WESA Tips and Traps: Mandatory Hold Period


One of the changes made in B.C.’s Wills, Estates and Succession Act (WESA) (coming into effect 9 weeks from now, on March 31) relates to the mandatory period that an estate executor must wait before distributing assets. It looks innocuous, but the effects of this change may come as a surprise to some people when encountered in practice. 

Currently, the only hold period restriction set out in section 12 of the Wills Variation Act (WVA). This section says an executor of a will must not distribute estate assets to beneficiaries until 6 months after the issue of a grant of probate, unless they have consent of all persons entitled to apply under the WVA, or a court order authorizing distribution.

Section 12 of the WVA was recently considered in the case of Stevens v. Wood Estate in which the executor had distributed to beneficiaries prior to the expiry of the hold period. The Court held that the appropriate remedy was to require her to personally repay the distributed funds. 

When WESA takes effect, section 12 of the WVA is replaced by section 155 of WESA. The key changes are summarized in this table: 

WVA Section 12 WESA Section 155
Applies only to executors of wills Applies to administrators of intestate estates and executors of wills
Hold period is 6 months Hold period is 210 days
Requires consent only of persons entitled to apply under the WVA, namely spouse and children of the deceased. Requires consent of all beneficiaries named in any will and consent of all next of kin who would be entitled to a share in the estate if there was no will (even if there is a will and they are not beneficiaries).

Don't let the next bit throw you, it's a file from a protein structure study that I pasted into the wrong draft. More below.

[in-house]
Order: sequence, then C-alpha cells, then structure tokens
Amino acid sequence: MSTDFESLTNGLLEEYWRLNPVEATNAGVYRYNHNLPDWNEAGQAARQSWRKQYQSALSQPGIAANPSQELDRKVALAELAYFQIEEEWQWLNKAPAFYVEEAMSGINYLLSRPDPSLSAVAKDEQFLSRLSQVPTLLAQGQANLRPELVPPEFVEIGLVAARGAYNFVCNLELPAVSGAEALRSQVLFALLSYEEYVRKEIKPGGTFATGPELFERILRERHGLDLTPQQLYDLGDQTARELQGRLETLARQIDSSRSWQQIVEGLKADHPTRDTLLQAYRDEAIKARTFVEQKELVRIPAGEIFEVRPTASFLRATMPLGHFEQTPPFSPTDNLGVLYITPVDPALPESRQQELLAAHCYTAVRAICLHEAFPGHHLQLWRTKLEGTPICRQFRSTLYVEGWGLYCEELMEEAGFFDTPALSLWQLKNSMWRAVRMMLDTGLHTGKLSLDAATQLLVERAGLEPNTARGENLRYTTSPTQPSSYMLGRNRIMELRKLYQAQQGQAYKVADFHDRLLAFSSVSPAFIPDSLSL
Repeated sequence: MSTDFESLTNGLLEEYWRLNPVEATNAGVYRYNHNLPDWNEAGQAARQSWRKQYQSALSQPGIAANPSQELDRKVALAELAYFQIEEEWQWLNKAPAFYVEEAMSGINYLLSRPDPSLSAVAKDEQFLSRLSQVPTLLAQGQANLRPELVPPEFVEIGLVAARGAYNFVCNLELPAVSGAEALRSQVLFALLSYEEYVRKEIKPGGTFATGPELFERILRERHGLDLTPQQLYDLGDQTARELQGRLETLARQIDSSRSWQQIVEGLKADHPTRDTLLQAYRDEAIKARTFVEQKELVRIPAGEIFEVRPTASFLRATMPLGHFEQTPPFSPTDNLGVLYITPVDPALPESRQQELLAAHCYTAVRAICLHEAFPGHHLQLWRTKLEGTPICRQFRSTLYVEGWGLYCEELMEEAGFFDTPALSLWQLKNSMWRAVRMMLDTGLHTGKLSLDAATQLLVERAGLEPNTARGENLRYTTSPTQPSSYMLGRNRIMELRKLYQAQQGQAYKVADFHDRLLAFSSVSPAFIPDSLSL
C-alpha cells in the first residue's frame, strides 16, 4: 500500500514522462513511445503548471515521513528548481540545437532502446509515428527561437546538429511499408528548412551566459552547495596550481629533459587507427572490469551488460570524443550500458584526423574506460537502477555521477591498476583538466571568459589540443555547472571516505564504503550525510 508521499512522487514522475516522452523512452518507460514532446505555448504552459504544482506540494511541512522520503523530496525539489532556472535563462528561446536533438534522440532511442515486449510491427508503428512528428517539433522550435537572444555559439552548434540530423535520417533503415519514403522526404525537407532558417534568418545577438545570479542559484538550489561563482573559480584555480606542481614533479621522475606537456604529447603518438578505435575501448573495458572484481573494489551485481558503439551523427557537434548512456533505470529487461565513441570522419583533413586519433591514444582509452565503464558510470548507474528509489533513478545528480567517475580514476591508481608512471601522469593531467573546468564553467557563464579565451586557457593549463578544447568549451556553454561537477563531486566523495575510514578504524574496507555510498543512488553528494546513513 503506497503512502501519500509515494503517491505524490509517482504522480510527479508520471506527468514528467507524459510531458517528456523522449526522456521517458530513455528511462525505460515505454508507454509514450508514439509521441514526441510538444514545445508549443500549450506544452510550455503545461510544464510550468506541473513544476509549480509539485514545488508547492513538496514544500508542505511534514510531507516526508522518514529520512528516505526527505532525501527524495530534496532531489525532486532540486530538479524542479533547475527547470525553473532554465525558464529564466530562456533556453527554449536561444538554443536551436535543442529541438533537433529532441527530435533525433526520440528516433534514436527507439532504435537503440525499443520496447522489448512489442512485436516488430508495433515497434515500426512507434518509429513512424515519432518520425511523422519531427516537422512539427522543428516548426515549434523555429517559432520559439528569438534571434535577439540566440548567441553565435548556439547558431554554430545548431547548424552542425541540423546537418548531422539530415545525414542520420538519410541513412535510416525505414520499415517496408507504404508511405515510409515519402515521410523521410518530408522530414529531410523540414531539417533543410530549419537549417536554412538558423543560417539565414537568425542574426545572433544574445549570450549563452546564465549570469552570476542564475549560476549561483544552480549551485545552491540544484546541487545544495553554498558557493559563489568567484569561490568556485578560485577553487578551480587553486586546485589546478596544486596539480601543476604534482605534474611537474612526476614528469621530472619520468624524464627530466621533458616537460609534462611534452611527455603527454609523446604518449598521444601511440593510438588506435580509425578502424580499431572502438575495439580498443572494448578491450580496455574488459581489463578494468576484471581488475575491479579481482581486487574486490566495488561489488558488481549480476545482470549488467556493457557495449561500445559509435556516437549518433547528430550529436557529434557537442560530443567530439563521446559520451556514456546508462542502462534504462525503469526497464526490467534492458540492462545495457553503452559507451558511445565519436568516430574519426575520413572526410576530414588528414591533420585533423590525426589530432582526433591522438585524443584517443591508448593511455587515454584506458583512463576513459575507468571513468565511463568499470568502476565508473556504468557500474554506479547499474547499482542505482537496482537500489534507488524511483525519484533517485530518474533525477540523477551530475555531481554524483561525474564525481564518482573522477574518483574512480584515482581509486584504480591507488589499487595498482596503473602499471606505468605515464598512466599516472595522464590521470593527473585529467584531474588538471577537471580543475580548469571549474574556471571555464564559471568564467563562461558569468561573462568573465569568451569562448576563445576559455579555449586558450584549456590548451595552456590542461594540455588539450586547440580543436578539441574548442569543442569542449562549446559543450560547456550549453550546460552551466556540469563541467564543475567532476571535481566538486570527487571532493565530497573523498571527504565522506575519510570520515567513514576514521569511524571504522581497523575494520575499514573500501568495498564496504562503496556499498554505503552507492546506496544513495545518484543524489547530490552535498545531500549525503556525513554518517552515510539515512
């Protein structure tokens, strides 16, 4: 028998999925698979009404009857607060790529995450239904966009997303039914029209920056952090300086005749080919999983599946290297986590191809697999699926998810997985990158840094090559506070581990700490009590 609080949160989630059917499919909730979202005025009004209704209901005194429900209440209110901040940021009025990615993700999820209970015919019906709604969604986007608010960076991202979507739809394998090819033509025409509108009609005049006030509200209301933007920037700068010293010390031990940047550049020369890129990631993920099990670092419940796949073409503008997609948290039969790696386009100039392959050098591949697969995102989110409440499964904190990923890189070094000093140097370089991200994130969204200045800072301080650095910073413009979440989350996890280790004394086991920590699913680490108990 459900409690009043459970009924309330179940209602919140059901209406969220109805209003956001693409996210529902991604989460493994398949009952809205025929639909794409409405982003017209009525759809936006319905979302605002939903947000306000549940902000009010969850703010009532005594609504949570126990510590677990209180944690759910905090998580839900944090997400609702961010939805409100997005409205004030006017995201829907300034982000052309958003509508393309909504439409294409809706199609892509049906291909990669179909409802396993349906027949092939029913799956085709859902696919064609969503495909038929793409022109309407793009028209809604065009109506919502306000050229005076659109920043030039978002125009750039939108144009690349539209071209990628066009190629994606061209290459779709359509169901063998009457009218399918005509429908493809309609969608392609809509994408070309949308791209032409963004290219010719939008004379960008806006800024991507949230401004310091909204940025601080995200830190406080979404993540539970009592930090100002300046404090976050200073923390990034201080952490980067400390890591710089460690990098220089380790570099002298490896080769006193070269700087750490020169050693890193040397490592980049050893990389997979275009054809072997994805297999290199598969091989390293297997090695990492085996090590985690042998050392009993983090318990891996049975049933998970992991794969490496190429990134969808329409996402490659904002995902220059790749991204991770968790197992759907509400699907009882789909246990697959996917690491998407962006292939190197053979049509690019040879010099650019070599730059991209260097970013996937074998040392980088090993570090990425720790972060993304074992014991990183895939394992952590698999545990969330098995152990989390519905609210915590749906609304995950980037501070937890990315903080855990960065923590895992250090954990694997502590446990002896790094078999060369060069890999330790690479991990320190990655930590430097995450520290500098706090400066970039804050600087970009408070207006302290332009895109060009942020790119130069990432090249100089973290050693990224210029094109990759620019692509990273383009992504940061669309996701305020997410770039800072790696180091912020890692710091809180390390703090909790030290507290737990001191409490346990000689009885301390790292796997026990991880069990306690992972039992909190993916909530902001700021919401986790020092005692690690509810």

No extension of hold period if litigation commenced (though executors generally would not distribute if a WVA action was outstanding). Hold period extended indefinitely if estate litigation proceedings are outstanding.

The WESA provision extends the protection formerly given to potential claimants under the WVA to essentially include all persons who might wish to raise a claim about an estate, for example a next of kin wanting to contest the validity of a will based on undue influence. Therefore when beneficiaries want an early distribution (as they tend to), the executor will need to obtain consent from a broader group of people than the law formerly required. In many circumstances it will be impossible or impractical to get consent from all beneficiaries and all next of kin, many of whom might be receiving no benefit and therefore may not be inclined to co-operate.

This provision will be even more troublesome for executors in cases where a grant of probate is not required. For example, if the estate assets consist only of private company shares and personal belongings, the assets can be transferred or sold without a grant of probate (and without probate fees). However, if no grant is obtained, the section 155 hold period will not begin to run. The executor will have to choose between (i) applying for a grant (paying probate fees) and then waiting 210 days, (ii) seeking all required consents, or (iii) applying to the court for an order permitting distribution.

It will be interesting to see how these new provisions end up playing out in the context of estates later in 2014.